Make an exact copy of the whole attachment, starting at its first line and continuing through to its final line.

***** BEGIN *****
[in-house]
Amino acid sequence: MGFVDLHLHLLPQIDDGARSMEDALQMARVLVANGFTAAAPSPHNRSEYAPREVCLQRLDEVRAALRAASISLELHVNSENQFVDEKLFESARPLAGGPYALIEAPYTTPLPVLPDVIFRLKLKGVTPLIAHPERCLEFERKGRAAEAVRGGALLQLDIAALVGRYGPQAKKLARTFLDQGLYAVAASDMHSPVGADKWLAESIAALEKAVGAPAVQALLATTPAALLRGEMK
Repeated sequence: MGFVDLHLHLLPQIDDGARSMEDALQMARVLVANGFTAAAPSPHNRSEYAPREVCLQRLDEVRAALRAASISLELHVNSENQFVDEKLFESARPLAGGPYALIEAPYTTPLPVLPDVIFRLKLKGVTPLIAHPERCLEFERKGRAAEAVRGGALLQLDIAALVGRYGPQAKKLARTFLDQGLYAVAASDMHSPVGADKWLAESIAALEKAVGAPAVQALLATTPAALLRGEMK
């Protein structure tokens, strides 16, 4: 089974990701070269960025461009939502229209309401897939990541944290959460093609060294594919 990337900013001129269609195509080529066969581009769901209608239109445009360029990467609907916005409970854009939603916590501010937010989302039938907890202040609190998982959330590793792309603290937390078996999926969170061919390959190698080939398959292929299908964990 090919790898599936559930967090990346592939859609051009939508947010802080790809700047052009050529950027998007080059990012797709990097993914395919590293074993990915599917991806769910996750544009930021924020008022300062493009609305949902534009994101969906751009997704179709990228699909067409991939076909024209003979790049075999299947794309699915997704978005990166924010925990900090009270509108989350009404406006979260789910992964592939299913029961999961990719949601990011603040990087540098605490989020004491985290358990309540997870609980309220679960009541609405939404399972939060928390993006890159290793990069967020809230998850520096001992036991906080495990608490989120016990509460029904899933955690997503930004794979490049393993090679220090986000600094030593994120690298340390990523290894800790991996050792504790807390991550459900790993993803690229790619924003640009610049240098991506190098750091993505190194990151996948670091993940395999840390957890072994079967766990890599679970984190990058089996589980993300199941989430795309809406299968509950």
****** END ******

[in-house]
Amino acid sequence: MGFVDLHLHLLPQIDDGARSMEDALQMARVLVANGFTAAAPSPHNRSEYAPREVCLQRLDEVRAALRAASISLELHVNSENQFVDEKLFESARPLAGGPYALIEAPYTTPLPVLPDVIFRLKLKGVTPLIAHPERCLEFERKGRAAEAVRGGALLQLDIAALVGRYGPQAKKLARTFLDQGLYAVAASDMHSPVGADKWLAESIAALEKAVGAPAVQALLATTPAALLRGEMK
Repeated sequence: MGFVDLHLHLLPQIDDGARSMEDALQMARVLVANGFTAAAPSPHNRSEYAPREVCLQRLDEVRAALRAASISLELHVNSENQFVDEKLFESARPLAGGPYALIEAPYTTPLPVLPDVIFRLKLKGVTPLIAHPERCLEFERKGRAAEAVRGGALLQLDIAALVGRYGPQAKKLARTFLDQGLYAVAASDMHSPVGADKWLAESIAALEKAVGAPAVQALLATTPAALLRGEMK
């Protein structure tokens, strides 16, 4: 089974990701070269960025461009939502229209309401897939990541944290959460093609060294594919 990337900013001129269609195509080529066969581009769901209608239109445009360029990467609907916005409970854009939603916590501010937010989302039938907890202040609190998982959330590793792309603290937390078996999926969170061919390959190698080939398959292929299908964990 090919790898599936559930967090990346592939859609051009939508947010802080790809700047052009050529950027998007080059990012797709990097993914395919590293074993990915599917991806769910996750544009930021924020008022300062493009609305949902534009994101969906751009997704179709990228699909067409991939076909024209003979790049075999299947794309699915997704978005990166924010925990900090009270509108989350009404406006979260789910992964592939299913029961999961990719949601990011603040990087540098605490989020004491985290358990309540997870609980309220679960009541609405939404399972939060928390993006890159290793990069967020809230998850520096001992036991906080495990608490989120016990509460029904899933955690997503930004794979490049393993090679220090986000600094030593994120690298340390990523290894800790991996050792504790807390991550459900790993993803690229790619924003640009610049240098991506190098750091993505190194990151996948670091993940395999840390957890072994079967766990890599679970984190990058089996589980993300199941989430795309809406299968509950």